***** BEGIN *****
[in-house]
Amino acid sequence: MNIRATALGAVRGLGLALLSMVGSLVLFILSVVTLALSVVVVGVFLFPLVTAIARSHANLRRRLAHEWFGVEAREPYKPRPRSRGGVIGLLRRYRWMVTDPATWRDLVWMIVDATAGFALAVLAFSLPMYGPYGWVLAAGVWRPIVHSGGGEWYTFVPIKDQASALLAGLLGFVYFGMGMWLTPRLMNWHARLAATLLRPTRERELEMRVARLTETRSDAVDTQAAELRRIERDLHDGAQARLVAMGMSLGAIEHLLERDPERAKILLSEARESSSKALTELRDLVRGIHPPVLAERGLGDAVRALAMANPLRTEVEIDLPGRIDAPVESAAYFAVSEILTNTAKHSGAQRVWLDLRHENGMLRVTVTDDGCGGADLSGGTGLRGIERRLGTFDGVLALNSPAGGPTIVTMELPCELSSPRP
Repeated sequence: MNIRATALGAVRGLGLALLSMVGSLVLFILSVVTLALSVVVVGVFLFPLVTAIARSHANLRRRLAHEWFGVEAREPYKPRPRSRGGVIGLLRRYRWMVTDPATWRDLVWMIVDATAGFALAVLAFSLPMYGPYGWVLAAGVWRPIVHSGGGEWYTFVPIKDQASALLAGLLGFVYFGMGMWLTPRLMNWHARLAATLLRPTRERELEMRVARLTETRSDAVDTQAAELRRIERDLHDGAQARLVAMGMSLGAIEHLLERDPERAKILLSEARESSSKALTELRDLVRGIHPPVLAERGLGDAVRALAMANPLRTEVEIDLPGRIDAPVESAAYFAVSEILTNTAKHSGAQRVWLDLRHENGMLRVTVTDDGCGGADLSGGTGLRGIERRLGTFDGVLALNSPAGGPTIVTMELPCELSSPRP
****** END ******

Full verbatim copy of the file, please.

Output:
[in-house]
Amino acid sequence: MNIRATALGAVRGLGLALLSMVGSLVLFILSVVTLALSVVVVGVFLFPLVTAIARSHANLRRRLAHEWFGVEAREPYKPRPRSRGGVIGLLRRYRWMVTDPATWRDLVWMIVDATAGFALAVLAFSLPMYGPYGWVLAAGVWRPIVHSGGGEWYTFVPIKDQASALLAGLLGFVYFGMGMWLTPRLMNWHARLAATLLRPTRERELEMRVARLTETRSDAVDTQAAELRRIERDLHDGAQARLVAMGMSLGAIEHLLERDPERAKILLSEARESSSKALTELRDLVRGIHPPVLAERGLGDAVRALAMANPLRTEVEIDLPGRIDAPVESAAYFAVSEILTNTAKHSGAQRVWLDLRHENGMLRVTVTDDGCGGADLSGGTGLRGIERRLGTFDGVLALNSPAGGPTIVTMELPCELSSPRP
Repeated sequence: MNIRATALGAVRGLGLALLSMVGSLVLFILSVVTLALSVVVVGVFLFPLVTAIARSHANLRRRLAHEWFGVEAREPYKPRPRSRGGVIGLLRRYRWMVTDPATWRDLVWMIVDATAGFALAVLAFSLPMYGPYGWVLAAGVWRPIVHSGGGEWYTFVPIKDQASALLAGLLGFVYFGMGMWLTPRLMNWHARLAATLLRPTRERELEMRVARLTETRSDAVDTQAAELRRIERDLHDGAQARLVAMGMSLGAIEHLLERDPERAKILLSEARESSSKALTELRDLVRGIHPPVLAERGLGDAVRALAMANPLRTEVEIDLPGRIDAPVESAAYFAVSEILTNTAKHSGAQRVWLDLRHENGMLRVTVTDDGCGGADLSGGTGLRGIERRLGTFDGVLALNSPAGGPTIVTMELPCELSSPRP